The counter-argument is the Mets don’t need Lindor. After all, Andres Gimenez had an impressive rookie season. Amed Rosario, while being lost at the plate this year, was significantly improved defensively. This is all true while also missing the point.
In 2020, the Mets finished in last place with a 26-34 record. During the course of the year, one thing which should have been made abundantly clear was this Mets team isn’t good enough to win right now. In fact, if the last two years are any gauge, they’re not all that close.
What they Mets need is better players across the diamond. It’s not just a catcher, center field, and pitching issue. Really, aside from the first base glut with Pete Alonso and Dominic Smith and the two corner outfield spots, the Mets seem desperate for upgrades and shifting of players to new positions.
Yes, the Mets could use an upgrade at shortstop when Lindor is the player available.
Since his MLB debut in 2015, Lindor has been a top three player in the sport. He’s been the best infielder, and he’s the best middle infielder by a healthy margin. He is literally everything you want in a baseball player.
By DRS, he’s been the fourth best defensive SS in the game since 2015. By wRC+, he’s the seventh best hitter. Overall, there’s no one better at short than him.
That includes Gimenez and Rosario, and it’s a wide margin between him and those two. By obtaining Lindor, you’re making a significant push towards closing the talent gap in the NL East.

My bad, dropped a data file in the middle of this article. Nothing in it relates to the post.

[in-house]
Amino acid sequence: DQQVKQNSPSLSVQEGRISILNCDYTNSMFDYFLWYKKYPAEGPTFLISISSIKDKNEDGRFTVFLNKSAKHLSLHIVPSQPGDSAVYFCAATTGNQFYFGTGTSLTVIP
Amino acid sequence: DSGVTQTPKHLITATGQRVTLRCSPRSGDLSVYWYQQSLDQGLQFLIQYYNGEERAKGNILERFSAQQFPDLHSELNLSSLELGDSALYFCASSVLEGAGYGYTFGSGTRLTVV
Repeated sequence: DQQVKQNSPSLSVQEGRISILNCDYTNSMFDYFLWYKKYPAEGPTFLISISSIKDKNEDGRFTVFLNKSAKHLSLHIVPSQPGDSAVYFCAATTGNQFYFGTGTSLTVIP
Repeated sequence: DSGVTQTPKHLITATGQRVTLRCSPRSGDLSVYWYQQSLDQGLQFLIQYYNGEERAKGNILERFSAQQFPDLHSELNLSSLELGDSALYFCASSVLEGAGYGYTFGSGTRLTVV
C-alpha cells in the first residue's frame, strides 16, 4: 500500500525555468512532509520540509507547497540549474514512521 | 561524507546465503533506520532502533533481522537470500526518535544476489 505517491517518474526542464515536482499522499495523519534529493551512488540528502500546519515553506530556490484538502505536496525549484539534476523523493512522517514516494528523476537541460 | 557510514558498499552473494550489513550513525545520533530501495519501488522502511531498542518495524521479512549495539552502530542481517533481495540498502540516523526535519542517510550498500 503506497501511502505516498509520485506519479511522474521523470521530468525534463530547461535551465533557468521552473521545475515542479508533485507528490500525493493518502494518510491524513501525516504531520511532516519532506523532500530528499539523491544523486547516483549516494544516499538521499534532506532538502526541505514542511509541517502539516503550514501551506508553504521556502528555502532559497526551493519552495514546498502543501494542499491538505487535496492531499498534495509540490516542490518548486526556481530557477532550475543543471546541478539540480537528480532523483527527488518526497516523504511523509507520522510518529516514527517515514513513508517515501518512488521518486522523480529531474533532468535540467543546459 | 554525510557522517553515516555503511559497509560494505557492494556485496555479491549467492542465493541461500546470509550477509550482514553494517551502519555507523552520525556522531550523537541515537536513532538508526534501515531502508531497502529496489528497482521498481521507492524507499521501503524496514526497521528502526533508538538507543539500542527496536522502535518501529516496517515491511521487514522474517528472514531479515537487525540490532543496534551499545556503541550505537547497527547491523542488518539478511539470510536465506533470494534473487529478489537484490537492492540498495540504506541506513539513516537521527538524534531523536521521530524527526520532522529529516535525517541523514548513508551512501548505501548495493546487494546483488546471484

Let’s look at it another way. Since his breakout season in 2017, Lindor has been a .276/.341/.503 hitter. In the three previous seasons, he’s averaged 42 doubles, three triples, and 34 homers.
No shortstop in the history of the New York Mets have ever put up these kinds of numbers. They’ve never done it on a one year career year, and they’ve certainly never come close putting up these numbers on an annual basis. When you think about it, over the 58 year history of the Mets, it’s takes their shortstops 2-3 years to put up the extra base hits Lindor can do in one year.
Here’s another way to examine it. Lindor has a 118 wRC+ since 2017. Over that time frame, only Jeff McNeil, Michael Conforto, and Brandon Nimmo (Alonso didn’t qualify) have a better offensive production.
Over that time frame, Mets shortstops Gabe a 90 wRC+. Getting Lindor would make the Mets lineup deeper and more dangerous. They’ll also be doing that while having a Gold Glove caliber player at the position.
There is no doubt Lindor makes the Mets a significantly improved team. There also should be no doubt he’ll come at a high price. If he’s willing to sign an extension, nearly any price would be worth it. He’s that good.
Anytime you can get a future Hall of Famer in his prime, you have to do it. It is a game changer for the organization, and it can bring your team to another level.
The Mets are certainly familiar with that concept. Gary Carter helped them win a World Series. Mike Piazza took them to back-to-back postseasons. Carlos Beltran helped lead the Mets to one at-bat from a World Series. Hall of Fame talent significantly improves your team and your postseason chances.
The Piazza and Beltran examples are especially illustrative. With Piazza, the Mets already had Todd Hundley. With Beltran, the Mets already had Mike Cameron. Rather than be happy with the status quo for a team not good enough to win, the Mets improved on a strength, and it led to a better future.
That’s Lindor right now. Yes, the Mets may very well be served to go forward with either Gimenez or Rosario. However, with all due respect to both, neither of them are Lindor, nor are they close.
If the Mets want to truly win now, they should be making every reasonable effort to get Lindor in a New York Mets uniform.